Global supply chains and social relations at work: brokering across boundaries

Juliane Reinecke, Jimmy Donaghey, Adrian Wilkinson, Geoffrey Wood

Research output: Contribution to journalArticleResearchpeer-review

13 Citations (Scopus)


Global supply chains are not just instruments for the exchange of economic goods and flow of capital across borders. They also connect people in unprecedented ways across social and cultural boundaries and have created new, interrelated webs of social relationships that are socially embedded. However, most of the existing theories of work are mainly based at the level of the corporation, not on the network of relations that interlink them, and how this may impact on work and employment relations. We argue that this web of relations should not just be seen in economic, but also social terms, and that the former are embedded and enabled by the latter. This article argues for the value of focusing on the role of brokers and boundary workers in mediating social relations across global supply chains. It develops four approaches that lie on a spectrum from structural perspectives focused on brokers who link otherwise unconnected actors to more constructivist ones focused on boundary workers performing translation work between domains.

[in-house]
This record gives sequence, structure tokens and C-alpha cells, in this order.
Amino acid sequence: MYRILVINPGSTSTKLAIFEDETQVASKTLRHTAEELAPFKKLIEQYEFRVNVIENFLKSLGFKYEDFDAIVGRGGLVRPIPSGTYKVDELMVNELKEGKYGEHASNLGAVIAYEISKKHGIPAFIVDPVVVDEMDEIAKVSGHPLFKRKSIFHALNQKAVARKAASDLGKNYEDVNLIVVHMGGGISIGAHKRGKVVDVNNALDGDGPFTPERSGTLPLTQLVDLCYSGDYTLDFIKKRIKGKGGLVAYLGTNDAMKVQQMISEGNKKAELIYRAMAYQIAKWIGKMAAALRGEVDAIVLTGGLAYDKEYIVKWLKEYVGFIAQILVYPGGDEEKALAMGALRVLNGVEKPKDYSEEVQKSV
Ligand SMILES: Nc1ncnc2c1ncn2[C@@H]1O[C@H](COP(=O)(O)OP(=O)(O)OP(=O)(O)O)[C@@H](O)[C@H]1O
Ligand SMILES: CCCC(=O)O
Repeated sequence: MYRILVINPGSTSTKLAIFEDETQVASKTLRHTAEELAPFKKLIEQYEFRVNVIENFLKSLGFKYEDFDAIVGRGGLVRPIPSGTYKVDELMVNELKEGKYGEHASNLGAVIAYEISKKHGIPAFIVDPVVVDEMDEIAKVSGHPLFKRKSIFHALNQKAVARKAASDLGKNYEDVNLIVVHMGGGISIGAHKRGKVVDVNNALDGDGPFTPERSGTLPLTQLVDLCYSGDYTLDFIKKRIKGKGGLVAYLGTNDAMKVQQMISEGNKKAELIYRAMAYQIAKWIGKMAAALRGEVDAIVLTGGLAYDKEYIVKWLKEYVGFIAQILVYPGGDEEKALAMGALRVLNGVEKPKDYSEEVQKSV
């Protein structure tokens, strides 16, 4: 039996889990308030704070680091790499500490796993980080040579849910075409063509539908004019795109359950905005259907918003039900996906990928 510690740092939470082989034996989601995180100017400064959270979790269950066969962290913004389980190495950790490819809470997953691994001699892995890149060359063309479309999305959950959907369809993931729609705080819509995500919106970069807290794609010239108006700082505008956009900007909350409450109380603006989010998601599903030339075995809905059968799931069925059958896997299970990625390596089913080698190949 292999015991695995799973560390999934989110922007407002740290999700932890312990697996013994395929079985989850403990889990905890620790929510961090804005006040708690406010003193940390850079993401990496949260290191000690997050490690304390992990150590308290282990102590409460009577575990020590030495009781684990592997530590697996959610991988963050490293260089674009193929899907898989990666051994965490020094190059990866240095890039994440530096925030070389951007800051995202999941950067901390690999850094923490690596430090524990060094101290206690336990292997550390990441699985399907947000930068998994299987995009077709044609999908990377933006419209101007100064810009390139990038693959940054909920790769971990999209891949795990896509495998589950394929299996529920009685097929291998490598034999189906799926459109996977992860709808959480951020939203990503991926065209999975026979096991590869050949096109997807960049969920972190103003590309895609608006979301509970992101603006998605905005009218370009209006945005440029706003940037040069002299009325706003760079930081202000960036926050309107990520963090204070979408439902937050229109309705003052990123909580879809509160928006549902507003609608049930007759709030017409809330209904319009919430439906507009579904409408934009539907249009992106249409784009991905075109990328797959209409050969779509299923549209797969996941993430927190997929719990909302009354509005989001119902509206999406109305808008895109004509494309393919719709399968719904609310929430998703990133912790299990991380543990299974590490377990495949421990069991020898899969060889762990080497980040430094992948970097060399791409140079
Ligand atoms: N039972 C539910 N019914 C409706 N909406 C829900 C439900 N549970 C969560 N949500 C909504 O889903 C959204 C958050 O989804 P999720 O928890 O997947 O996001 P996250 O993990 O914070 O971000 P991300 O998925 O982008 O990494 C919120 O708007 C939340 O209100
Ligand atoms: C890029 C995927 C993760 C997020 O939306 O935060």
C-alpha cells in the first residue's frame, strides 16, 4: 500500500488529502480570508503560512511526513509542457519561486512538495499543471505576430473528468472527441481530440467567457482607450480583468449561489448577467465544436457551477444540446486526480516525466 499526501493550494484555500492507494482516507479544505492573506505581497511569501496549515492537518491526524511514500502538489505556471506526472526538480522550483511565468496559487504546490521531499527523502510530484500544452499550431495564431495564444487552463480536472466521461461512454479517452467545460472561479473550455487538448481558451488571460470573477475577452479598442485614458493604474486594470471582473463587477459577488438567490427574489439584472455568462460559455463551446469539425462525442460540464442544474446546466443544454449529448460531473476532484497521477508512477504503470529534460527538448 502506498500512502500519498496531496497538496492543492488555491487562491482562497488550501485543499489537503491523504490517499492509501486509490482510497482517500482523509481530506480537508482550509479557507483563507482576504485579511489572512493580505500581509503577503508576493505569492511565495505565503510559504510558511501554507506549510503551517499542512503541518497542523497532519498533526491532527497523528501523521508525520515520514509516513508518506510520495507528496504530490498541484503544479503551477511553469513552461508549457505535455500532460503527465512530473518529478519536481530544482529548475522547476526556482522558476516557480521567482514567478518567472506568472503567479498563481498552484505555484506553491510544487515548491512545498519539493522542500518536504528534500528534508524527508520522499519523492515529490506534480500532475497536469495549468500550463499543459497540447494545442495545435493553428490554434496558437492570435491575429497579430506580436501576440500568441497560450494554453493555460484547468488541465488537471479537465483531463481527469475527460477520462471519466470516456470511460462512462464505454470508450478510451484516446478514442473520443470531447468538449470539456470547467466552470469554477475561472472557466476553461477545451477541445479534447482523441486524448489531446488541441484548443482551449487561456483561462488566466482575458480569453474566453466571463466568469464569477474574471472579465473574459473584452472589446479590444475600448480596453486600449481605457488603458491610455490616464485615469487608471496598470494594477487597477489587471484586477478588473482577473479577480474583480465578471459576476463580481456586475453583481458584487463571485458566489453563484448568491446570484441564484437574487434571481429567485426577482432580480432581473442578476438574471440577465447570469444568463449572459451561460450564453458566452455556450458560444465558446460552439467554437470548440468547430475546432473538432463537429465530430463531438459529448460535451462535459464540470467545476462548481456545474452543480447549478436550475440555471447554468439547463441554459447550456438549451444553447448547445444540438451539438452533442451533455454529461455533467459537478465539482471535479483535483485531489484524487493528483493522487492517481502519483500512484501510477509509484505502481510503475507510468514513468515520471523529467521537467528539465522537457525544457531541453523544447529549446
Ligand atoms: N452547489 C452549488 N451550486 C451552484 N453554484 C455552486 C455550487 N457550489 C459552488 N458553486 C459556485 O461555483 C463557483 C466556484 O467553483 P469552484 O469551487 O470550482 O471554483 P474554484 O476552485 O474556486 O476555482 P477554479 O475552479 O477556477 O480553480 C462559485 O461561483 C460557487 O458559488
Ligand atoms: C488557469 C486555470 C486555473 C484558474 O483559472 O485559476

Original languageEnglish
Pages (from-to)459-480
Number of pages22
JournalHuman Relations
Issue number4
Publication statusPublished - Apr 2018
Externally publishedYes


  • boundary work
  • global governance
  • global production networks
  • global value chains
  • GSC
  • socio-economics

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